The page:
"The idea is to win the election," he said. "[So] she must change her tune. But that doesn't mean anything. It's just at the spur of the moment that she must say these things, and we understand that."
Agha Saeed, national president of the American Muslim Alliance, which has many Pakistani and other non-Arab Muslim members, told The News he thinks the Palestinians should pursue their own state in the West Bank and Gaza, "first and foremost through peaceful means." But if that fails, he said, UN resolutions "say specifically they have the right to resist by armed force."
Wolfson, the Clinton campaign spokesman, confirmed that she attended the Boston fund-raiser but insisted it was sponsored by members of the Boston Muslim community and not the American Muslim Alliance.
"All my fund-raising people say it was not hosted by these folks," said Wolfson. "It was hosted by two other individuals. These folks were not the hosts."
However, a human rights plaque given to Clinton that night says, in large type: "Presented to the First Lady Hillary Rodham Clinton" from "American Muslim Alliance; Massachusetts June 13, 2000."
Wolfson pointed out that invitations to the event contained no mention of the group. But Ali said this was because his group took over sponsorship "about one week" before the event took place.
In addition to helping Clinton, the alliance held a fund-raiser in Brooklyn last February for Rep. Tom Campbell (R-Calif.) for his race against Sen. Dianne Feinstein. Ali said the Boston chapter also raised funds for Rep. David Bonior (D-Mich.), whose district is home to many Arab-Americans.
The alliance joined with several other Muslim organizations Monday to endorse George W. Bush for President, at a news conference in Washington.
Saeed, the group's national leader, who also heads the Muslim coalition, said Bush had promised to "address Muslim concerns on domestic and foreign policy issues."
The White House holiday gatherings, which took place between 1996 and 1999, were organized as annual recognitions of Eid Al-Fitr, an important Muslim festival.
Alamoudi, the American Muslim Council official, attended at least one. He has made a series of public statements supporting Hamas. In August 1997, for example, days after a suicide bombing in Jerusalem for which Hamas took responsibility, Alamoudi told Fox News, "I think it's a freedom-fighting organization."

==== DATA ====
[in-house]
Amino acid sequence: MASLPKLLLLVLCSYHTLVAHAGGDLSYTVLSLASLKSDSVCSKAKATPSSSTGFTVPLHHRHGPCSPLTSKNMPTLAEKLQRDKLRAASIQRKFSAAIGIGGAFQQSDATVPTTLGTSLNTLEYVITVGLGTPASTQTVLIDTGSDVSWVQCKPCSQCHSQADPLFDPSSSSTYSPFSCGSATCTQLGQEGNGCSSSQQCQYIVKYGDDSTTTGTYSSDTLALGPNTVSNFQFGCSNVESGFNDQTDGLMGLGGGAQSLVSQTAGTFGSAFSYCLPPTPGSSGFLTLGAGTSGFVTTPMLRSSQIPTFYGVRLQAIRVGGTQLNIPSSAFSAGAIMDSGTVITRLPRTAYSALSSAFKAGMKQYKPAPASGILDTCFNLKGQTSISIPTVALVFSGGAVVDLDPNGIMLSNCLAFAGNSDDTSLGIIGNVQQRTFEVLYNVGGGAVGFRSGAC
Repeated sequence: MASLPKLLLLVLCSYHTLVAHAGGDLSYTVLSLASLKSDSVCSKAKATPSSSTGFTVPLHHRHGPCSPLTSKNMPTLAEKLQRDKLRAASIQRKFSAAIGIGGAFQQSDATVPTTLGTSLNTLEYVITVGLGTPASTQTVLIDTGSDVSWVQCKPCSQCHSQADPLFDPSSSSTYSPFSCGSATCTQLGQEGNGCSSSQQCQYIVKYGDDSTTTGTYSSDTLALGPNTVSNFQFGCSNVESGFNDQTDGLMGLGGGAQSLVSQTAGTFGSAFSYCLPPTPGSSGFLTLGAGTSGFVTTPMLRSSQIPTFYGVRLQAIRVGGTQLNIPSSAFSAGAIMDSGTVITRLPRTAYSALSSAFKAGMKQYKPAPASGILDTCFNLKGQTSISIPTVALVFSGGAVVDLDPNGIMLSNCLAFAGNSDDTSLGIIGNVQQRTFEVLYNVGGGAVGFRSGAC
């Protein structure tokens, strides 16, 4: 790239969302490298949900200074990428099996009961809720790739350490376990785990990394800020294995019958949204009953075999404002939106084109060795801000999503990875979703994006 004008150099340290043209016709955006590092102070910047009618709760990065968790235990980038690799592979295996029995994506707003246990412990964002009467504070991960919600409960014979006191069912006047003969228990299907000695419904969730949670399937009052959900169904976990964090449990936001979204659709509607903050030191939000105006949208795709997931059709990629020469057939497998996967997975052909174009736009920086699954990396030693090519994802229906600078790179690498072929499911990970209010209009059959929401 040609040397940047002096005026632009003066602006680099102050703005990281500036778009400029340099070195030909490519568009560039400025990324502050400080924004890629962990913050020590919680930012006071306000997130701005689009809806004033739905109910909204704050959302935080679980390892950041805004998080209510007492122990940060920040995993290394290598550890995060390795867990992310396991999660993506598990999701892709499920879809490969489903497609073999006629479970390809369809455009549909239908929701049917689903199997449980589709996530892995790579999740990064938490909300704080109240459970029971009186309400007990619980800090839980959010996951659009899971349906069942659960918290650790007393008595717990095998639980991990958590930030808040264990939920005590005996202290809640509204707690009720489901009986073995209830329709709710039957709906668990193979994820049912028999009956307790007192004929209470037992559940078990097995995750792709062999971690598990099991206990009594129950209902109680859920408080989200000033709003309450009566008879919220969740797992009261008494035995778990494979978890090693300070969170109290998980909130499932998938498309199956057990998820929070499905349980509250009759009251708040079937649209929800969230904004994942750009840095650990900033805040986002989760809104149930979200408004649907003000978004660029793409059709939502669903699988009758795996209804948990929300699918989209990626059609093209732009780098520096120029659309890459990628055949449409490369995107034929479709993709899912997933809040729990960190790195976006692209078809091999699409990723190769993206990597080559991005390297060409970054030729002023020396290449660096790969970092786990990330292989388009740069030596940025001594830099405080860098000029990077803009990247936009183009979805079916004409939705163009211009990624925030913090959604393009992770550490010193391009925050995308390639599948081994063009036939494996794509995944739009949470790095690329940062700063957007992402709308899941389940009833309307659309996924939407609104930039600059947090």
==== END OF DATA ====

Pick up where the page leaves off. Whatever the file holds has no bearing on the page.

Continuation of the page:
Last June, Alamoudi boasted to the Muslim publication Al-Zaitounah that his group had defended Musa Abu Marzouk, the Hamas political leader who was detained by the U.S. before being deported to Jordan.
A spokeswoman for the American Muslim Council said Alamoudi was traveling out of the country this week. Efforts to reach him abroad were unsuccessful.
Wolfson, defending the decision to invite people with such views to the White House, said: "Obviously, Hillary strongly disagrees with them. I would hope [attendance at such meetings] would mainstream their views."
The Times (London)
October 26, 2000, Thursday
Hillary caught out by Muslim money
James Bone in New York
Hillary Clinton found herself embroiled in a new controversy over the Middle East yesterday after it emerged that she had received a campaign contribution from an American Muslim leader who backs the Palestinians' right to use "armed force" against Israel.
The First Lady has had an uneasy relationship with Jews in New York ever since she voiced support for a Palestinian state and kissed Suha Arafat, the wife of the Palestinian leader. She was forced to return a $ 1,000 (Pounds 690) donation from Abdurahman Alamoudi, the leader of the American Muslim Alliance.
The New York Daily News reported that Mrs Clinton had attended a $ 500-a-ticket fundraiser hosted by the group in Boston in June, which raised $ 50,000.
But Mrs Clinton's campaign said the fundraiser was sponsored by members of the Boston Muslim community. A human rights prize awarded to Mrs Clinton at the event states clearly that it is from the "American Muslim Alliance".
The Muslim leader also made a similar donation to the Bush presidential campaign.
The Washington Times
October 31, 2000
Tuesday, Final Edition
PART A; COMMENTARY; OP-ED; Pg. A21
Bigots of the left; Hillary's anti-Semitic friends